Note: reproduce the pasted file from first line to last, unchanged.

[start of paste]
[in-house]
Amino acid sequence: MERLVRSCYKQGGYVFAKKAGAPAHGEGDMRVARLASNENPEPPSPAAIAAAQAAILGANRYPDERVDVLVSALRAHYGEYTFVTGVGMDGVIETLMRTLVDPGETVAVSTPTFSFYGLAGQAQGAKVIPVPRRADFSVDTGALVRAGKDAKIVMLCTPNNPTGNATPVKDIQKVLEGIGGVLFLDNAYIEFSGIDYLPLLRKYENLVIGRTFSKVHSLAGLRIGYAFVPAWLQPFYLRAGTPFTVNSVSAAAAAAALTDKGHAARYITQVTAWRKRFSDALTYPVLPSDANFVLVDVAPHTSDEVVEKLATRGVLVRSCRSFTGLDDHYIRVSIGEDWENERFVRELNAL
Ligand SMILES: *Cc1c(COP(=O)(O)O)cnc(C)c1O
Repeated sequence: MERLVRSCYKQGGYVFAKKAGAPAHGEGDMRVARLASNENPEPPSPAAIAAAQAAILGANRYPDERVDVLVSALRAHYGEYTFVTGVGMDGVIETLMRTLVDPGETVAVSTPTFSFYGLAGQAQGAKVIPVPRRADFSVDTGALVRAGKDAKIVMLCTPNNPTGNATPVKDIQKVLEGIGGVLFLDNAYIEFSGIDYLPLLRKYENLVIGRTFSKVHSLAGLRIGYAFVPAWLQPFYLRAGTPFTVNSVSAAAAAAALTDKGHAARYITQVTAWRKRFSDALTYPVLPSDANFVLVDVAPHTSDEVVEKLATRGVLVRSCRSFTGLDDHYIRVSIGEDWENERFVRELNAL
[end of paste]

[in-house]
Amino acid sequence: MERLVRSCYKQGGYVFAKKAGAPAHGEGDMRVARLASNENPEPPSPAAIAAAQAAILGANRYPDERVDVLVSALRAHYGEYTFVTGVGMDGVIETLMRTLVDPGETVAVSTPTFSFYGLAGQAQGAKVIPVPRRADFSVDTGALVRAGKDAKIVMLCTPNNPTGNATPVKDIQKVLEGIGGVLFLDNAYIEFSGIDYLPLLRKYENLVIGRTFSKVHSLAGLRIGYAFVPAWLQPFYLRAGTPFTVNSVSAAAAAAALTDKGHAARYITQVTAWRKRFSDALTYPVLPSDANFVLVDVAPHTSDEVVEKLATRGVLVRSCRSFTGLDDHYIRVSIGEDWENERFVRELNAL
Ligand SMILES: *Cc1c(COP(=O)(O)O)cnc(C)c1O
Repeated sequence: MERLVRSCYKQGGYVFAKKAGAPAHGEGDMRVARLASNENPEPPSPAAIAAAQAAILGANRYPDERVDVLVSALRAHYGEYTFVTGVGMDGVIETLMRTLVDPGETVAVSTPTFSFYGLAGQAQGAKVIPVPRRADFSVDTGALVRAGKDAKIVMLCTPNNPTGNATPVKDIQKVLEGIGGVLFLDNAYIEFSGIDYLPLLRKYENLVIGRTFSKVHSLAGLRIGYAFVPAWLQPFYLRAGTPFTVNSVSAAAAAAALTDKGHAARYITQVTAWRKRFSDALTYPVLPSDANFVLVDVAPHTSDEVVEKLATRGVLVRSCRSFTGLDDHYIRVSIGEDWENERFVRELNAL